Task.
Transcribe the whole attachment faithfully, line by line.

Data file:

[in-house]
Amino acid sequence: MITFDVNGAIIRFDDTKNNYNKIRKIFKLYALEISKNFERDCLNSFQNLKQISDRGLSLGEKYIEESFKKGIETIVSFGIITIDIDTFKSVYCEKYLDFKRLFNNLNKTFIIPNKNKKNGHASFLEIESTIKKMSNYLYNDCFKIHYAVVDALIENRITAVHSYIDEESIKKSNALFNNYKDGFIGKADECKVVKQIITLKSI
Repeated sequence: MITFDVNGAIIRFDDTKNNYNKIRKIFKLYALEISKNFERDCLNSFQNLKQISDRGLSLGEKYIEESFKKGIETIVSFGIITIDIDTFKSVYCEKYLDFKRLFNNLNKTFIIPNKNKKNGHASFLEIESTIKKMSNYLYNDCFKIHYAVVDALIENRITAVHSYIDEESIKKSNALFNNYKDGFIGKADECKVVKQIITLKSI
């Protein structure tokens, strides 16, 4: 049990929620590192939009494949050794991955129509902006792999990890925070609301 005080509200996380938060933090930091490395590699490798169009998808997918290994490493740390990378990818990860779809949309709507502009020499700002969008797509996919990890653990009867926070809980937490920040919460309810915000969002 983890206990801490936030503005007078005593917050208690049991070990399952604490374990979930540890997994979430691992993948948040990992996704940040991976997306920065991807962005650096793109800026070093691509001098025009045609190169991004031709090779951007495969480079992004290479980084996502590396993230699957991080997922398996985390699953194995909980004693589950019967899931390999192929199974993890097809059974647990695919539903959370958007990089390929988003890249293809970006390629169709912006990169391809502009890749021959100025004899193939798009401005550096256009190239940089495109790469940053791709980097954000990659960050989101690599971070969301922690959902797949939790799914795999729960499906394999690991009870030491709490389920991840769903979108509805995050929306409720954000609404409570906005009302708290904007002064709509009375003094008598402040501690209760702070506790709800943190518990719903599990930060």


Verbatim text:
[in-house]
Amino acid sequence: MITFDVNGAIIRFDDTKNNYNKIRKIFKLYALEISKNFERDCLNSFQNLKQISDRGLSLGEKYIEESFKKGIETIVSFGIITIDIDTFKSVYCEKYLDFKRLFNNLNKTFIIPNKNKKNGHASFLEIESTIKKMSNYLYNDCFKIHYAVVDALIENRITAVHSYIDEESIKKSNALFNNYKDGFIGKADECKVVKQIITLKSI
Repeated sequence: MITFDVNGAIIRFDDTKNNYNKIRKIFKLYALEISKNFERDCLNSFQNLKQISDRGLSLGEKYIEESFKKGIETIVSFGIITIDIDTFKSVYCEKYLDFKRLFNNLNKTFIIPNKNKKNGHASFLEIESTIKKMSNYLYNDCFKIHYAVVDALIENRITAVHSYIDEESIKKSNALFNNYKDGFIGKADECKVVKQIITLKSI
């Protein structure tokens, strides 16, 4: 049990929620590192939009494949050794991955129509902006792999990890925070609301 005080509200996380938060933090930091490395590699490798169009998808997918290994490493740390990378990818990860779809949309709507502009020499700002969008797509996919990890653990009867926070809980937490920040919460309810915000969002 983890206990801490936030503005007078005593917050208690049991070990399952604490374990979930540890997994979430691992993948948040990992996704940040991976997306920065991807962005650096793109800026070093691509001098025009045609190169991004031709090779951007495969480079992004290479980084996502590396993230699957991080997922398996985390699953194995909980004693589950019967899931390999192929199974993890097809059974647990695919539903959370958007990089390929988003890249293809970006390629169709912006990169391809502009890749021959100025004899193939798009401005550096256009190239940089495109790469940053791709980097954000990659960050989101690599971070969301922690959902797949939790799914795999729960499906394999690991009870030491709490389920991840769903979108509805995050929306409720954000609404409570906005009302708290904007002064709509009375003094008598402040501690209760702070506790709800943190518990719903599990930060």